By Susan M. Aquino, 20 March 2014
There is great truth in the biblical passage about there being a time for everything, and a season for every activity under the heavens. This also applies to tax refund claims in the Philippines.
Tax refunds are based on the general premise that taxes have either been erroneously or excessively paid. Though the Tax Code recognizes the right of taxpayers to request the return of such excess/erroneous payments from the government, they must do so within a prescribed period.Not a few have expressed the sentiment that obtaining tax refunds from the Philippine government is a difficult and drawn-out process. Often, it leads to failure due to confusion in terms of the prescriptive period for filing such claims. Take, for instance, the claim for refund of excessively paid input value-added taxes (input VAT). Cursorily, the relevant provision under Section 112(A) of the Tax Code seems simple enough. It states that "any VAT-registered person, whose sales are zero-rated or effectively zero-rated may, within two (2) years after the close of the taxable quarter when the sales were made, apply for the issuance of a tax credit certificate or refund of creditable input tax due or paid attributable to such sales."
The above is supplemented by Section 112(C) of the same Code, which provides that "the Commissioner shall grant a refund or issue the tax credit certificate within one hundred twenty (120) days from the date of submission of complete documents. In case of full or partial denial of the claim for tax refund or tax credit, or the failure on the part of the Commissioner to act on the application, the taxpayer affected may, within thirty (30) days, appeal the decision or the unacted claim with the Court of Tax Appeals."Easily, taxpayers can discern from reading Section 112 that the claim for excess input VAT should be filed within two years from the close of the taxable quarter when the sales were made; otherwise, the right to claim for refund becomes invalid. In the past, however, the two-year period was interpreted by the courts to cover both administrative and judicial claims. The evolution of case law, particularly Supreme Court decisions, in interpreting the prescriptive period has, in large part, added to the confusion on when and where to file the claim for refund. To clarify the fundamental question of when to reckon the two-year prescriptive period, in a decision promulgated early last year, the Supreme Court already drew a distinction between claims for refund under Section 112(A) and Section 229 of the Tax Code.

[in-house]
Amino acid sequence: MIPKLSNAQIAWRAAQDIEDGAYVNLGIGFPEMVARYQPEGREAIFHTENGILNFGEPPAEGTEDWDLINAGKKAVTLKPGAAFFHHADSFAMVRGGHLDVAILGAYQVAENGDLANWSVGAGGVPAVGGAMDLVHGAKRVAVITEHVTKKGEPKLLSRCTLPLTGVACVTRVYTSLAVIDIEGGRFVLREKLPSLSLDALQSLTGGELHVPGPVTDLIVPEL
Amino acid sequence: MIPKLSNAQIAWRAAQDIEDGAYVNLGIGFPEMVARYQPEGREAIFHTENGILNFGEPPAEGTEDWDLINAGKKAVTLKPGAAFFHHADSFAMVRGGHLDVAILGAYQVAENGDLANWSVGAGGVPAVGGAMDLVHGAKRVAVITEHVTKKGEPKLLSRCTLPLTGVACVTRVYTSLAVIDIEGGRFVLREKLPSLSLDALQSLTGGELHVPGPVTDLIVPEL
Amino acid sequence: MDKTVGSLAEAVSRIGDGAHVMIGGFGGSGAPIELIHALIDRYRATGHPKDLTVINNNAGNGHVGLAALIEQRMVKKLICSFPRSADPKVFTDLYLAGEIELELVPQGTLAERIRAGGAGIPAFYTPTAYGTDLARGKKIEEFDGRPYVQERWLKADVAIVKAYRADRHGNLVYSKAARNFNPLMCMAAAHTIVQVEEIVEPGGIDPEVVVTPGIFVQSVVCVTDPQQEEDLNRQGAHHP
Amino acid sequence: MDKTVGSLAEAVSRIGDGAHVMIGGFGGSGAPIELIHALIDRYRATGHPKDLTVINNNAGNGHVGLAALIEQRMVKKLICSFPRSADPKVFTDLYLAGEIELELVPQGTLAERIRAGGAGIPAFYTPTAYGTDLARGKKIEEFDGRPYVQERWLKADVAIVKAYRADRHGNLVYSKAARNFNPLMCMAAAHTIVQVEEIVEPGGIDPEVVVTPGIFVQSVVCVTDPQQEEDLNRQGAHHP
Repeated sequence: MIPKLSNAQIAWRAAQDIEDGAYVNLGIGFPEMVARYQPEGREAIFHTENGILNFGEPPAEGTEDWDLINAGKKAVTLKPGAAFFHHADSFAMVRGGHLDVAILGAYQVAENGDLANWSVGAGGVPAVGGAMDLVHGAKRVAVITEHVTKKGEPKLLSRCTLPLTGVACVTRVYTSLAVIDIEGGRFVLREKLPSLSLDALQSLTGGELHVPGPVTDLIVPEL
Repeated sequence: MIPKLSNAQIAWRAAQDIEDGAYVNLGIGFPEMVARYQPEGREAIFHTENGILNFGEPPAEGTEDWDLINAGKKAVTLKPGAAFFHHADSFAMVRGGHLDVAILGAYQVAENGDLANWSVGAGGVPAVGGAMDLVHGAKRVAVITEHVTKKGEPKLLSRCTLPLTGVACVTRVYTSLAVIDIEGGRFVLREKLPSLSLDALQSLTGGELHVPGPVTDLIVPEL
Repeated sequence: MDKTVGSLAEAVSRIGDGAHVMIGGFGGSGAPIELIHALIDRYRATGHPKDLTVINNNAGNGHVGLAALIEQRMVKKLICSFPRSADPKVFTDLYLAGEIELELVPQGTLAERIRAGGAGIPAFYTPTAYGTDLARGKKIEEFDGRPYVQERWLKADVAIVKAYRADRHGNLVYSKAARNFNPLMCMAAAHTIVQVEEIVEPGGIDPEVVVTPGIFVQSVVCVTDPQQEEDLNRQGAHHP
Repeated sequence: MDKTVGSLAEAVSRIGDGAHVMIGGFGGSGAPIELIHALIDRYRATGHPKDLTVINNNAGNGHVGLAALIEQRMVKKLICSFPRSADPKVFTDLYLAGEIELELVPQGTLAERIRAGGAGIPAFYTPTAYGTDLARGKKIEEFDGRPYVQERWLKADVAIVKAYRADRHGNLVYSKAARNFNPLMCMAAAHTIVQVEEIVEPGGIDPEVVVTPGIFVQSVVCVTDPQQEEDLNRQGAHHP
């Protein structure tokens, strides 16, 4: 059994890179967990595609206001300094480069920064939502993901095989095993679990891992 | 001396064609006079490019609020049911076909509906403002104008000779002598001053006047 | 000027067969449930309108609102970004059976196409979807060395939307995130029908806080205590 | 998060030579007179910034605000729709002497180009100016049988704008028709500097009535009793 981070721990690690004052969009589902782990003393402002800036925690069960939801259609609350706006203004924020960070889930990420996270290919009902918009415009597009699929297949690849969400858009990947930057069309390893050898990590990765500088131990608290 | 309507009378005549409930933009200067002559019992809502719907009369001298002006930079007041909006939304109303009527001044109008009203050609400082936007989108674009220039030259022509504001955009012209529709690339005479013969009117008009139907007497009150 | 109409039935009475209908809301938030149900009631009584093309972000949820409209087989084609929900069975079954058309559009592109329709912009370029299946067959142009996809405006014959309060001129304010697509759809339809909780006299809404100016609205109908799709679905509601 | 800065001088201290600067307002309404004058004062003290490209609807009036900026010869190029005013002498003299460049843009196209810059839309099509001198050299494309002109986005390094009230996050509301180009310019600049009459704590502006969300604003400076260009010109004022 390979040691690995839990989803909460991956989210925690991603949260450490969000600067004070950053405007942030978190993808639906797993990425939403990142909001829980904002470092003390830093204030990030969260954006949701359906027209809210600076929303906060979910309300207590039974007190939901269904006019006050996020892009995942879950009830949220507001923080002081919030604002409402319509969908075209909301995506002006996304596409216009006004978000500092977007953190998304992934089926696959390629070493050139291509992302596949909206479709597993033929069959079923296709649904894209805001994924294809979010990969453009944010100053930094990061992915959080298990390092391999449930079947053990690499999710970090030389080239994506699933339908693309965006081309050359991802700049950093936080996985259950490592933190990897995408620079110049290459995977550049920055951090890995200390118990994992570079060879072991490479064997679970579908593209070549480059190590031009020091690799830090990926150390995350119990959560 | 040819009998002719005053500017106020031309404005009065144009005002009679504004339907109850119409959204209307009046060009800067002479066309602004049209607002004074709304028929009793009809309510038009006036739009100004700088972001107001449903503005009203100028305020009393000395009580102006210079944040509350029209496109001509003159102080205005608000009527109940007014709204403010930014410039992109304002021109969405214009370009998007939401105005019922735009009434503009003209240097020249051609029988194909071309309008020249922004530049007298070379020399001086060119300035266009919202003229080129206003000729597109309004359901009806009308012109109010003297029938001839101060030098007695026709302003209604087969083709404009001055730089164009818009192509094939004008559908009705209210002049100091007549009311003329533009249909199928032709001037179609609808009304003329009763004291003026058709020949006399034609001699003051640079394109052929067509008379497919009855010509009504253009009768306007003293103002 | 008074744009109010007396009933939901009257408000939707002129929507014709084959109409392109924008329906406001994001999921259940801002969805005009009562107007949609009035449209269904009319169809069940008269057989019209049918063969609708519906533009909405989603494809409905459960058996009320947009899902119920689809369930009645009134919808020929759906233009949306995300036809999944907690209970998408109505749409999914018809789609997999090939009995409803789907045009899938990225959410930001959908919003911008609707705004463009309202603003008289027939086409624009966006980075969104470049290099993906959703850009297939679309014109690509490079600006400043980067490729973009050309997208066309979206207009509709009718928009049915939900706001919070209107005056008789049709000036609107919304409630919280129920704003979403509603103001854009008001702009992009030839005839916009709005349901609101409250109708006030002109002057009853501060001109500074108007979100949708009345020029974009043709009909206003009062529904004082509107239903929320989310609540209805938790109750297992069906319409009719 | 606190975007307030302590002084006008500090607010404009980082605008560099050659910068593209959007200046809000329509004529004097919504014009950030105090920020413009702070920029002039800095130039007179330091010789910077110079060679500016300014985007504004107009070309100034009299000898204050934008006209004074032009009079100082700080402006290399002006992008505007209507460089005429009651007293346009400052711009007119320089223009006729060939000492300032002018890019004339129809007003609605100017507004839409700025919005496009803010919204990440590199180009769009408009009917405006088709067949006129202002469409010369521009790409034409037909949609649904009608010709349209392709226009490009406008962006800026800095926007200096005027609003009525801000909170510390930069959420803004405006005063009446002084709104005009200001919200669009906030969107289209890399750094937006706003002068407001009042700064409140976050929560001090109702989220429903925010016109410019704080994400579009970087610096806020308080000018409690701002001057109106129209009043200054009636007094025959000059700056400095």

Generally, claims for excess input VAT would fall under Section 112(A). The input VAT covered under that section is the correct and proper amount. However, it contemplates a situation where the input VAT available as credit exceeds the output VAT payable. Thus, Section 112(A) applies in the case of a taxpayer who is engaged in zero-rated or effectively zero-rated sales. By contrast, Section 229 may still apply to a refund of input VAT, but only in cases where the amount is excessively or wrongfully collected.
This means that the taxpayer paid more than what is legally due. Proceeding from the foregoing discussion, the prescriptive period for filing a judicial claim for refund for erroneously paid tax (including erroneously paid input VAT, if applicable) under Section 229 is two years from the date of the erroneous payment. In contrast, the two-year period under Section 112(A) covers only the administrative claim filed with the BIR; it excludes the judicial claim.
This two-year period is reckoned from the close of the taxable quarter when the zero-rated sales were made. Consequently, an appeal or judicial claim before the Court of Tax Appeals ("CTA") may still be filed outside of the two-year period. For judicial claims filed under Section 112(A), the taxpayer may file an appeal to the CTA under two scenarios, i.e., in case of a denial of the claim for refund or due to inaction by the BIR Commissioner. The Supreme Court also explained the remedies of a taxpayer as consisting of: 1) filing a judicial claim with the CTA within 30 days from receipt of the denial by the BIR Commissioner, or (2) filing the judicial claim within 30 days from the expiration of the 120-day period in case of inaction by the BIR Commissioner.
The 30-day period mentioned under the two scenarios is mandatory and jurisdictional; this means that the filing of the appeal with the CTA beyond this prescribed period is fatal to the claim. In the same manner, filing of an appeal before the expiration of the 120-day period in the second scenario is likewise prejudicial to the claim. The above doctrine was reiterated by the Supreme Court in another decision promulgated early this year. Hopefully, the consistency of these last two decisions can be taken as a sign of stability in the application of the prescriptive periods in claiming input VAT refunds. Consistency in interpreting Tax Code provisions is an important attribute inherent in the right to claim tax refunds. Otherwise, it would just negate the fundamental principle of fairness in taxation.
The author is a senior manager at the tax services department of Isla Lipana & Co., the Philippine member firm of the PwC network. Readers may call (02) 845-2728 or e-mail the author at firstname.lastname@example.org for questions or feedback. The views or opinions presented in this article are solely those of the author and do not necessarily represent those of Isla Lipana & Co. The firm will not accept any liability arising from the article.